Ahláda (GR: Αχλάδα) is a small village located 24 kms west of Iraklion at an altitude of 300 meters a.s.l. It is close to the tourist resorts of Agia Pelagia and Ligaria, and it has approximately 500 inhabitants, most of them farmers and stock breeders. The name of the village meaning wild pear tree is given probably due to the huge wild pear tree that used to be at the village. According to the records kept during the Venetian occupation, Ahlada was a feud belonging to two brothers (Georgios and Fragiskos Modinos) and had at the time 35 houses and 2 churches.Northeast of the village lie the ruins of another village, that used to belong to these brothers also, Kantinou. The inhabitants of that village together with other from neighboring settlements, were moved to Ahlada after the destruction of their villages from the Turks during the war of 1645- 1669)
at 39.6km (SW) from Ksidás village
Agioi Déka (GR: Αγιοι Δέκα) is a town with 820 inhabitants in the plain of Messara, 170m above sea level, 43 km from Heraklion town and very close to the archaeological site of Gortyna. Its people are occupied mostly in agriculture - vines and olive trees. In the area there is is the oldest olive grove in Crete. The town is built on the ruins of the ancient town of Gortyn where the Holy Ten Martyrs have been martyred.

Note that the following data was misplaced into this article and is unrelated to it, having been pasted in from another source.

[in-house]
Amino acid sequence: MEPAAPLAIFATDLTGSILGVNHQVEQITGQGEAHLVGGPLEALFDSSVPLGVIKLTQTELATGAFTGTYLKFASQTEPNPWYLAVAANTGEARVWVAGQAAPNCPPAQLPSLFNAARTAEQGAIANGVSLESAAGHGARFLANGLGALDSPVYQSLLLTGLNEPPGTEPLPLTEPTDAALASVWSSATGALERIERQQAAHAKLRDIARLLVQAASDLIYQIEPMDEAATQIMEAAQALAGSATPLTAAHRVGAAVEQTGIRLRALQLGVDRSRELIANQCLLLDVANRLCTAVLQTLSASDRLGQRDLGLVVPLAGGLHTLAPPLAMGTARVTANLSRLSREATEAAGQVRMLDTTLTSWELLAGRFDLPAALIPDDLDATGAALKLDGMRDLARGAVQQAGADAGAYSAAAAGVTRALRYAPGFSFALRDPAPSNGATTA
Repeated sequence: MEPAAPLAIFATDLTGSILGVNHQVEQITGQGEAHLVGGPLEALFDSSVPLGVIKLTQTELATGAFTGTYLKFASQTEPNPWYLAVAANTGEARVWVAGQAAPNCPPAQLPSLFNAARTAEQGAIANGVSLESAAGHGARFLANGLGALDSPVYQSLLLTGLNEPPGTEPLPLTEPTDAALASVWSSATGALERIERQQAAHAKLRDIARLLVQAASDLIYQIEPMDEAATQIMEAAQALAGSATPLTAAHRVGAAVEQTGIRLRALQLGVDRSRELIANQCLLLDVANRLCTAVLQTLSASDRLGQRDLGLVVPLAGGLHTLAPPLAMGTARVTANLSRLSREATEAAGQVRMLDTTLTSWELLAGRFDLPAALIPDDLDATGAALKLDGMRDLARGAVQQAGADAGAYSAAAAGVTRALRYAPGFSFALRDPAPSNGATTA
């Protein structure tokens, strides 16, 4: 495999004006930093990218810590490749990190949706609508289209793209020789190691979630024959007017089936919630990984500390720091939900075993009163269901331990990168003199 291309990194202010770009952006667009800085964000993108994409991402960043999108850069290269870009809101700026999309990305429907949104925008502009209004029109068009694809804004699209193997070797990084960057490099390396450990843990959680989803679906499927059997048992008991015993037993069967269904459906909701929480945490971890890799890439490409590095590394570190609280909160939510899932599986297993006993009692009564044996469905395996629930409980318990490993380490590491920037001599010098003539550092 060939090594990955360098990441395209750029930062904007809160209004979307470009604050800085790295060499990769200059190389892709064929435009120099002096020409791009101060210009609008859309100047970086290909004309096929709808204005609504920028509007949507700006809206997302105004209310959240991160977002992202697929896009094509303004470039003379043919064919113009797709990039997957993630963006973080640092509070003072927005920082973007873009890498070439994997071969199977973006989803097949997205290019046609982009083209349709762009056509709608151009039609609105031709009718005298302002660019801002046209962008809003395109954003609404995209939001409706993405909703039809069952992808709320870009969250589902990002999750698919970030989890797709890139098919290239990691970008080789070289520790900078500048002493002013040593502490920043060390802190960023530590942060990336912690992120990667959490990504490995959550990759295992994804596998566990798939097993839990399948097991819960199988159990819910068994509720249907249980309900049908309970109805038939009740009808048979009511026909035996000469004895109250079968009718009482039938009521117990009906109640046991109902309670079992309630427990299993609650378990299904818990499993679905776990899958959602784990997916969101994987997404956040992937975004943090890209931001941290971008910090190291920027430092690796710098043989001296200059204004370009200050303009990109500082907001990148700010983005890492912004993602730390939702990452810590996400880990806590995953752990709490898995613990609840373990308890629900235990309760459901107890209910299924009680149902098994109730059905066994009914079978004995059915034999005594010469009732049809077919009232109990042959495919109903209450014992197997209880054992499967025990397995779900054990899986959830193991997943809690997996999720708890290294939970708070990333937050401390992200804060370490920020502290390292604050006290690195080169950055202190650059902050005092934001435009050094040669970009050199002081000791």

at 40.5km (SW) from Ksidás village
Located in the valley of Messara, Gortys or Gortyn (GR: Γόρτυς or Γόρτυνα) is a must visit for all visitors to Crete. It was inhabited during Bronze Age times, but its rise to glory came almost a millennium after the downfall of the 'Minoans'. Gortyn was a prosperous city from around the middle of the 5th century BC through to the early 9th century AD, when it was finally destroyed by the Saracens (824AD), never to be rebuilt.